Living on a Finite Size Planet

FAO published some numbers on fishing today:

Global marine catches have been stagnant for over a decade, hovering at around 85 million tons per year. Meanwhile fisheries productivity — measured in terms of catch per fisher, or per fishing vessel — has declined, even though fishing technology has advanced and fishing effort increased.

Naturally, with a global resource that nobody owns or regulates, everybody is trying to exploit it before others can, leading to its decline and reduced benefit for all. Actually, it’s even worse than a grab free for all – governments subsidize vast overfishing fleets.

This is a game theoretical problem. If people can’t do agreements or there can’t be any agreed regulation, the situation leads, perhaps not to the last fish being caught, but at least to the state of fisheries being kept so low that fishing is very barely profitable.

A local optimum (everybody fishes for themselves as much as they can) is very far from the global optimum (total fish catch is increased and it is easier to fish since there are more fish when everybody limits the amount they fish), but the lack of coordination prevents from reaching the global optimum.

This nicely and sadly illustrates how things like contracts, agreements, treaties or regulations could improve the situation for everyone involved.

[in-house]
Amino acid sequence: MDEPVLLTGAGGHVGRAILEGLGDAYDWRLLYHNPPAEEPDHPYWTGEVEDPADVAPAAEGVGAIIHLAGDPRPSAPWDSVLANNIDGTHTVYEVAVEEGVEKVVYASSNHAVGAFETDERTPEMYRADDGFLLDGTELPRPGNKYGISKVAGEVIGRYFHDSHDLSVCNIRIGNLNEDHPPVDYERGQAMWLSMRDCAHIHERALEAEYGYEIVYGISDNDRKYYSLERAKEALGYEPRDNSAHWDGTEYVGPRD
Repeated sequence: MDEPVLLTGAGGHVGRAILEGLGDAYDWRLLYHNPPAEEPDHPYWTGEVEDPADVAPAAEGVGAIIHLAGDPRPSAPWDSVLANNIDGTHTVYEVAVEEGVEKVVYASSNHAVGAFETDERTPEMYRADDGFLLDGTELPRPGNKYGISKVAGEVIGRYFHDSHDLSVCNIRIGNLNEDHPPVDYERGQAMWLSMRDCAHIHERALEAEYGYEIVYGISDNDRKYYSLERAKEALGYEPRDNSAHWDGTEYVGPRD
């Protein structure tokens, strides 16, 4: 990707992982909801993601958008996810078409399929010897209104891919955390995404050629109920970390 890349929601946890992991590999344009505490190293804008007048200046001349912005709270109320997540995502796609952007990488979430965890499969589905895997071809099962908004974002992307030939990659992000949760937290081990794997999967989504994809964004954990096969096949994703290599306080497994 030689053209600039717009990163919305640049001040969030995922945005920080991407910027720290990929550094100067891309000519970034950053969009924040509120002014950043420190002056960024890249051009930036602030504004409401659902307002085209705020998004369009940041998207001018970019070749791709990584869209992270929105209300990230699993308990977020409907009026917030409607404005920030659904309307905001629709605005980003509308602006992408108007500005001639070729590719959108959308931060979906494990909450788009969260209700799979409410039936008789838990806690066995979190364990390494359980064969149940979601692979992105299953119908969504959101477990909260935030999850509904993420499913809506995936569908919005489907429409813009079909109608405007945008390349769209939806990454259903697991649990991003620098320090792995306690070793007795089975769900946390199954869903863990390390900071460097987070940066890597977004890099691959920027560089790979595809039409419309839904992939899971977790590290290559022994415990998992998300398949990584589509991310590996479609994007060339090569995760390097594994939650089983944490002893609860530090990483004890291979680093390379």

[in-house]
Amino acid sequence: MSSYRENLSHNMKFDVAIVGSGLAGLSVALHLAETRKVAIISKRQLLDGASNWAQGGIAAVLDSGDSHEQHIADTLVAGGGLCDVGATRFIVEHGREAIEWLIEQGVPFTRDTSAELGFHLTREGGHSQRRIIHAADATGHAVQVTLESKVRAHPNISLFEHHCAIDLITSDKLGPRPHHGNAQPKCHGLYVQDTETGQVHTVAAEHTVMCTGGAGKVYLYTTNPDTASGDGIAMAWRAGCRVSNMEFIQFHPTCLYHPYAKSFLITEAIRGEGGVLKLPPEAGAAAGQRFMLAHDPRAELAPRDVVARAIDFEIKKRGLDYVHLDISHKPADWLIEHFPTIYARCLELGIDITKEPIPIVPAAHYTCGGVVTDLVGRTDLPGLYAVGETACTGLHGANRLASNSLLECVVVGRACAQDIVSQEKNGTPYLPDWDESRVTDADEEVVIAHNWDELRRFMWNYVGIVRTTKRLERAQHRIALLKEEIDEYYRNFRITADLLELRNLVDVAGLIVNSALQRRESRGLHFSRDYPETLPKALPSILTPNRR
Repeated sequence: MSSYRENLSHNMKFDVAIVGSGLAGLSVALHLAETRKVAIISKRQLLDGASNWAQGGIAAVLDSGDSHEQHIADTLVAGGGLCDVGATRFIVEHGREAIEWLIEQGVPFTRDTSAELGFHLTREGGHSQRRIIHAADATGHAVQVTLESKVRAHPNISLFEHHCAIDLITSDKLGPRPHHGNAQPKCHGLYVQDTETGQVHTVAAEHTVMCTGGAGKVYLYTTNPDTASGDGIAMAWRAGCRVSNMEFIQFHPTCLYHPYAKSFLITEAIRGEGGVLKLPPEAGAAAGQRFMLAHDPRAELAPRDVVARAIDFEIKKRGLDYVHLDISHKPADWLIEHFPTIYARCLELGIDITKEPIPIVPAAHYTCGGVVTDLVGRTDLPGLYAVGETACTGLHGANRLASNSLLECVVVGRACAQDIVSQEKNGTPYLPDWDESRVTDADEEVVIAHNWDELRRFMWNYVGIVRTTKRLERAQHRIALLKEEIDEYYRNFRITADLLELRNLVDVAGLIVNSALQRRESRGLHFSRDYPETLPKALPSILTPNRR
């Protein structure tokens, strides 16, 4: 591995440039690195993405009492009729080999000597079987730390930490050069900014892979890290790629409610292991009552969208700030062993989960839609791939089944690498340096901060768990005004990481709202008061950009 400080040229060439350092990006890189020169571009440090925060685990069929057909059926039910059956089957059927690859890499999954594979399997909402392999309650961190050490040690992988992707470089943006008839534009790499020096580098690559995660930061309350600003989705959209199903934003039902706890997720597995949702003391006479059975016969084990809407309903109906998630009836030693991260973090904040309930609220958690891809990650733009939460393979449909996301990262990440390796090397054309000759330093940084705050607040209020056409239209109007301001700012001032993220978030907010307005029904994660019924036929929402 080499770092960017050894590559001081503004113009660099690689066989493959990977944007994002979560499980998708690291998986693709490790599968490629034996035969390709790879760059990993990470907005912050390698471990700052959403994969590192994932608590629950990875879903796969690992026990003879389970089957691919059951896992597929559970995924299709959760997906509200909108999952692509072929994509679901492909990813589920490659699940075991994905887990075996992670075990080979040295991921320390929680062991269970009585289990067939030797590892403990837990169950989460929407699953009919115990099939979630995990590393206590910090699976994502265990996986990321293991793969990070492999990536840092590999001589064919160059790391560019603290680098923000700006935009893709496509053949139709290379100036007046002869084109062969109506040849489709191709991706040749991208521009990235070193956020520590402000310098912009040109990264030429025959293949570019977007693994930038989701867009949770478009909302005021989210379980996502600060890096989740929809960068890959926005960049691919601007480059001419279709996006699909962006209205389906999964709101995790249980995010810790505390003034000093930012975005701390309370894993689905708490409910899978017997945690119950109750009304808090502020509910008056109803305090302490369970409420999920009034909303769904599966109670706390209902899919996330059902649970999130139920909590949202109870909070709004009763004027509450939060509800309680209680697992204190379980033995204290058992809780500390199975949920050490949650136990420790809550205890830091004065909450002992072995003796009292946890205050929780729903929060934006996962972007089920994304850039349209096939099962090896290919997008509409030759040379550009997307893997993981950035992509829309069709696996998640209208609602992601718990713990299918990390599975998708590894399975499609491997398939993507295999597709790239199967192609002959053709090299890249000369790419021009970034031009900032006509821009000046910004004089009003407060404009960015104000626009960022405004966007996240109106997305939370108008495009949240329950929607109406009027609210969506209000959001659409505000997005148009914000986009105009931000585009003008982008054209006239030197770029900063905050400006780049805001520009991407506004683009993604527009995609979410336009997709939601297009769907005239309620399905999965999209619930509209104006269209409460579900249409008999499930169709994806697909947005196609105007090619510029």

Of course from one fisherman’s viewpoint, it’s not his fault that everyone is fishing, and any regulations would only hurt him (in the short term they would).

In the past many such things were not a matter of much attention. Technology was so primitive that one could not overfish the seas. Or in other, smaller places where the limits of exploitation could be reached, nations controlled their resources wholly, meaning they could enforce regulation by themselves. It is mostly in the twentieth century that the effects of human action have been so vast that there have been needs for international regulation.

It would be interesting to hear how a libertarian takes these things into account. In my view “everybody for themselves” is a good strategy for many problems, but too simplistic to be used for everything. We see now where it has lead with global fishing.

Central control has also resulted in vast environmental damages, and hurting people as well. The Aral sea is one example.

Hence one would need some kind of negotiations between all the effecting and effected parties, and science and justness based decision making to manage the global fisheries. It is a very hard problem, not technically (you just fish less, nothing could be easier!), but politically.

At the same time, it is a test for humanity. Can this 6 billion bunch of apes engage in decision making that results in the medium term in positive results for all, even though it can be bad for some persons in the short time (though they can be compensated). On this finite size planet, as our capabilities grow, more and more actions are having longer term effects on the whole system. That means the future of both the actor as well as others.

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4 Responses to Living on a Finite Size Planet

  1. Clark says:

    I believe the standard libertarian view of this sort of “tragedy of the commons” situation –

    is that it could be prevented by allowing private ownership. A recent report in Science Magazine gives some support to this approach:

  2. gravityloss says:

    Thanks Clark!